Modi’s visits and prayers in the temples, mainly the famous Maya Devi Temple generated a great deal of goodwill. Modi himself was spiritually heavily delighted, “I feel blessed to have prayed at the Maya Devi Temple on Buddha Purnima”.

Six MoUs and Agreements were signed. These mostly relate to educational exchange. Three are between Indian Council for Cultural Relations (ICCR) and Nepal Universities, two between IIT, Madras and Kathmandu University and one between Satluj Jal Vidyut Nigam (SJVN) Limited and Nepal Electricity Authority. The MoUs with ICCR with between Lumbini Buddhist University to establish a Dr Ambedkar Chair in the latter; the Centre for Nepal and Asian Studies, (CNAS), Tribhuvan University for establishment of an ICCR Chair of Indian Studies and likewise chair with Kathmandu University.

The fourth MoU related to a general collaboration between IIT, Madras and Kathmandu University. Following that, the fourth Letter of Agreement (LoA) between IIT, Madras and Kathmandu University for joint degree programme at masters level and the final Development Project Agreement was between SJVN Ltd and Nepal Electricity Authority (NEA) for development and implementation of Arun-4 Project. This project is a hydropower project on river Arun. SJVN has a portfolio of three projects in Nepal of 2059 MW capacity, the mission is to generate 25000 MW by 2030 and 50000 MW by 2040.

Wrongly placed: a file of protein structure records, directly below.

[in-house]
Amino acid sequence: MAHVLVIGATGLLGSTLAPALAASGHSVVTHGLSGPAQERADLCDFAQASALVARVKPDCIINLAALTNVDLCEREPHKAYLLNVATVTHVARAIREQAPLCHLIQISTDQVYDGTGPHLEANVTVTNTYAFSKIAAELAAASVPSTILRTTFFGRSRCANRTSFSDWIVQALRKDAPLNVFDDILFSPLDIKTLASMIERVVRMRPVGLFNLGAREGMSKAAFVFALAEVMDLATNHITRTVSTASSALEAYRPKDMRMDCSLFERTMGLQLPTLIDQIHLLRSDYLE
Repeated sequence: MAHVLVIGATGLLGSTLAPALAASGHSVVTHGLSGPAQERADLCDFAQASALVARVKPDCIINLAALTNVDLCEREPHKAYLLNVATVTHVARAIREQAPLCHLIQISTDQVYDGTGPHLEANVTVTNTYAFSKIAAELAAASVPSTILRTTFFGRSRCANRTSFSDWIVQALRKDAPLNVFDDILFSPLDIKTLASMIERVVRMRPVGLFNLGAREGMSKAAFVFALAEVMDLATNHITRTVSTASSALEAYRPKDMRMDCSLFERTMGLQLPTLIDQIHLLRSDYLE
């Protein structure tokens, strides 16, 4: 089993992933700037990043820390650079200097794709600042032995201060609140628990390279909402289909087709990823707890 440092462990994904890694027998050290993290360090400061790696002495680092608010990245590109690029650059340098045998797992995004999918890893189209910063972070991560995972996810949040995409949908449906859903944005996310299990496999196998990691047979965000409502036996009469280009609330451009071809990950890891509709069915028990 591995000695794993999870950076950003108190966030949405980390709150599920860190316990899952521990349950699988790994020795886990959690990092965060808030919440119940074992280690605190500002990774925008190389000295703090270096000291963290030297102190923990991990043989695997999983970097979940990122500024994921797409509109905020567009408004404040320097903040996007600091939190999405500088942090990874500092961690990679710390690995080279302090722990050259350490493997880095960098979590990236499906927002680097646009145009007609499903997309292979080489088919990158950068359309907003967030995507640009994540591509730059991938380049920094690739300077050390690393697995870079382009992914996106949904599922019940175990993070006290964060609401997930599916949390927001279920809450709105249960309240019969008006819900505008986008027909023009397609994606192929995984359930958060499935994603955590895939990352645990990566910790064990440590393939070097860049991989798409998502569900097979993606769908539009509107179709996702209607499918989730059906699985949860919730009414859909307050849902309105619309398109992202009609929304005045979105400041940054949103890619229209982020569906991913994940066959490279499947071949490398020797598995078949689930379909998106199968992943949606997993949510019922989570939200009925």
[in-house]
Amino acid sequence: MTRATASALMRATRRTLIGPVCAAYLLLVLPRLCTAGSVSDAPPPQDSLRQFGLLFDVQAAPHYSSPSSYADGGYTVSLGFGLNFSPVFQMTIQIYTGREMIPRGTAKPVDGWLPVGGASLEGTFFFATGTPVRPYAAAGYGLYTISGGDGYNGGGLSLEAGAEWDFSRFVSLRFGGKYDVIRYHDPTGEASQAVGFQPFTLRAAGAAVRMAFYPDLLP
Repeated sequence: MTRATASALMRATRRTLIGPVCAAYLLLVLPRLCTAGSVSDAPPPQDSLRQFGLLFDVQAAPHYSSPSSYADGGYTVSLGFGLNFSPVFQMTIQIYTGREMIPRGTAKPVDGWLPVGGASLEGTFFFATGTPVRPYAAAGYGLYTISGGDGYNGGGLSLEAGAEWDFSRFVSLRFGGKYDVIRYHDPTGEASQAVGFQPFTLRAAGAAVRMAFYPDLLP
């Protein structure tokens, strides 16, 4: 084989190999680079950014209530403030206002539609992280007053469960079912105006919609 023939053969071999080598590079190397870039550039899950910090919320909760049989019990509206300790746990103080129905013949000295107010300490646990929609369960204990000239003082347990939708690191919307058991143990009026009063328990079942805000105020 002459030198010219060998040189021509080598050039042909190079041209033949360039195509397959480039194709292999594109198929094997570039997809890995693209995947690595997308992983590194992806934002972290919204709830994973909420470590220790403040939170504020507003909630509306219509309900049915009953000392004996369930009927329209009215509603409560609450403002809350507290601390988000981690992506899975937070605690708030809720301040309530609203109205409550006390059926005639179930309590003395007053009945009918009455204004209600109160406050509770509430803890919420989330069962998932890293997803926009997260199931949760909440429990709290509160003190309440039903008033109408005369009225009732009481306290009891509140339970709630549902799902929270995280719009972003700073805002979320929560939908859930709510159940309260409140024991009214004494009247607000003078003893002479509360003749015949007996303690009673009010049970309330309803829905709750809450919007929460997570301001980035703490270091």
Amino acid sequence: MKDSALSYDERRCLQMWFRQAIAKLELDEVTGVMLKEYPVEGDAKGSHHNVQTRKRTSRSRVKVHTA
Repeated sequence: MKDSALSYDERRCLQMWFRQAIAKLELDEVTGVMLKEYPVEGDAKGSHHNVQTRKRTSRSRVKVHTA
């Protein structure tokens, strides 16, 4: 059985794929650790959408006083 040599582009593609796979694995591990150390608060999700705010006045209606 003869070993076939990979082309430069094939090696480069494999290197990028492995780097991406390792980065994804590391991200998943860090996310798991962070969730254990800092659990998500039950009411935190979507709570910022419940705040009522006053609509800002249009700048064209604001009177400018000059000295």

The Lumbini visit was Prime Minister’s fifth visit to Nepal since he began to head Government of India in 2014. The visit followed Sher Bahadur’s visit to India in April this year. Recall that Nepal had a change in July last year, of parties in government. The preceding government headed by KPS Oli had created a few cracks, mainly in Kala Pani, in the bilateralism between two countries.